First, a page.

Analysis of the causes and consequences of the Second World War from a transnational perspective. This course examines the major events of the armed conflict from 1939 to 1945 while featuring the remembrances of combatants and non-combatants in Europe and Asia. The impact of "total war" on modernity is considered, as is the geopolitical realignment of the post-war world. Prerequisite: HIST 102 or HIST 112.
Prerequisite(s) / Corequisite(s):
HIST 102 or HIST 112.
Course Rotation for Day Program:
Most current editions of the following:
One of the primary source texts must be assigned and supplemented with at least two secondary source texts. Additional primary and secondary sources may be assigned as well.
Other appropriate scholarly monographs may be assigned.
The World In Flames: A World War II Sourcebook
By Coetzee, Frans and Marilyn Shevin-Coetzee, eds. (Oxford) Category/Comments - Primary Source Recommended
Major Problems in the History of World War II: Documents and Essays
By Stoler, Mark and Melanie Gustafson (Cengage) Category/Comments - Primary Source Recommended
Annihilation: A Global History of World War II
By Zeiler, Thomas (Oxford) Category/Comments - Secondary Source Recommended
World at Arms: A Global History of World War II
By Weinberg, Gerhard (Cambridge) Category/Comments - Secondary Source Recommended
Inferno: The World at War, 1939-1945
By Hastings, Max. (Vintage) Category/Comments - Secondary Source Recommended
A War to be Won: Fighting the Second World War
By Murray, Williamson and Allan Millett (Harvard) Category/Comments - Secondary Source Recommended
The Second World War: A Short History
By Parker, R. A.C (Oxford) Category/Comments - Secondary Source Recommended
Year Zero: A History of 1945
By Buruma, Ian (Penguin) Category/Comments - Secondary Source Recommended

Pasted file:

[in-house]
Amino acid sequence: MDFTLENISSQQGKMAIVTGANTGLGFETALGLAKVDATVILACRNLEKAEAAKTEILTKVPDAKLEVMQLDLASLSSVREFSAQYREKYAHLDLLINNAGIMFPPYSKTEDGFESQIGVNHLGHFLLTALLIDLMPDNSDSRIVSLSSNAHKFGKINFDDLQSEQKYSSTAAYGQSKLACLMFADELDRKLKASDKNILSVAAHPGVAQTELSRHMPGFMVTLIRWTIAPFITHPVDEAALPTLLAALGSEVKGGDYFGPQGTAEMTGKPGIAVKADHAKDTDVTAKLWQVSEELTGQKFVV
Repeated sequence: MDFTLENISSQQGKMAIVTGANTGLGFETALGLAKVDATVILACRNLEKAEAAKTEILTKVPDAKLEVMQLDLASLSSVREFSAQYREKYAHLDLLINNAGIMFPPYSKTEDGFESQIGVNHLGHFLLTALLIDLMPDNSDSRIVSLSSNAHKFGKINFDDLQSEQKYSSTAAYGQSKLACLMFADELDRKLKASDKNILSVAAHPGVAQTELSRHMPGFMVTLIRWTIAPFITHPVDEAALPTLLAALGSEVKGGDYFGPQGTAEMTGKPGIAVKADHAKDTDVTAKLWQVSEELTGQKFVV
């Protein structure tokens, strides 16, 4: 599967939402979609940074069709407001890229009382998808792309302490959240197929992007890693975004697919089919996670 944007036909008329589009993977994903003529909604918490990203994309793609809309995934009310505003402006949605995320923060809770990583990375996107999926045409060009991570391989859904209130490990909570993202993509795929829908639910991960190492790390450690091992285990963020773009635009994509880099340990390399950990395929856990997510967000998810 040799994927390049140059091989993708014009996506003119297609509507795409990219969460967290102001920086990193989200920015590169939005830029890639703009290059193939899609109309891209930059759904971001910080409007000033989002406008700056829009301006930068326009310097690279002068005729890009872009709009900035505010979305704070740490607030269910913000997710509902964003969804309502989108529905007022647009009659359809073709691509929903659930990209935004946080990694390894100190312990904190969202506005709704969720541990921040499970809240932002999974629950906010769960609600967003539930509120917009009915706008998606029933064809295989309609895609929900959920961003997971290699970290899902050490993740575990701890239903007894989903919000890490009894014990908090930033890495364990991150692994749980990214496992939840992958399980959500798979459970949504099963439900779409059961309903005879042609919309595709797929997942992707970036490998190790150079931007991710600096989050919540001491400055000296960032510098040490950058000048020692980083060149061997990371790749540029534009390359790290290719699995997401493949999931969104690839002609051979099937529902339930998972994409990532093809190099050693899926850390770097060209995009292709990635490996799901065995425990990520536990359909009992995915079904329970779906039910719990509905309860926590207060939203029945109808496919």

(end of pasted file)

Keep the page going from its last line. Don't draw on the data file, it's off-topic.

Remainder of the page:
Course Learning Outcomes
Describe the conditions and events in Europe and Asia that led to the Second World War.
Analyze the comparative advantages of the Grand Alliance and the Axis Powers.
Analyze the influence of World War II on decolonization in the 20th Century.
Explain the effects of “total war” on civil society.
Evaluate the strengths, weaknesses, and trends in the historiography of World War II.
Major Topics/Skills to be Covered:
Because the course represents an upper level history elective, it bears a distinctive responsibility for teaching advanced knowledge within the discipline. It must be distinguished as an advanced course by three structural components: extensive reading, intensive writing, and historiographical thinking. It must require advanced students to complete both in class and out of class projects (i.e., exams, quizzes, papers). The course reading load should be at least 1000 pages; the course writing assignments should total 5000 words. Finally, it must develop student skills and abilities for researching diverse sources of knowledge.
Rearmament in Europe and Asia
The Rise of the Axis Powers
Battle of the Atlantic
North Africa and Italy
The Red Army Strikes Back
D-Day and Beyond
The Collapse of the Axis Powers
Decolonization in the Third World
Culminating Experience Statement:
Material from this course may be tested on the History Assessment Test (HAT) administered during the Culminating Experience course for the degree. The results of the tests are used by faculty to improve the general education curriculum at the College.
Recommended maximum class size for this course: 35
NOTE: The intention of this master course syllabus is to provide an outline of the contents of this course, as specified by
the faculty of Columbia College, regardless of who teaches the course, when it is taught, or where it is taught. Faculty members teaching this
course for Columbia College are expected to facilitate learning pursuant to the course learning outcomes and cover the subjects listed in the Major Topics/Skills to be Covered section.
However, instructors are also encouraged to cover additional topics of interest so long as those topics are relevant to the course's
subject. The master syllabus is, therefore, prescriptive in nature but also allows for a diversity of individual approaches to course material.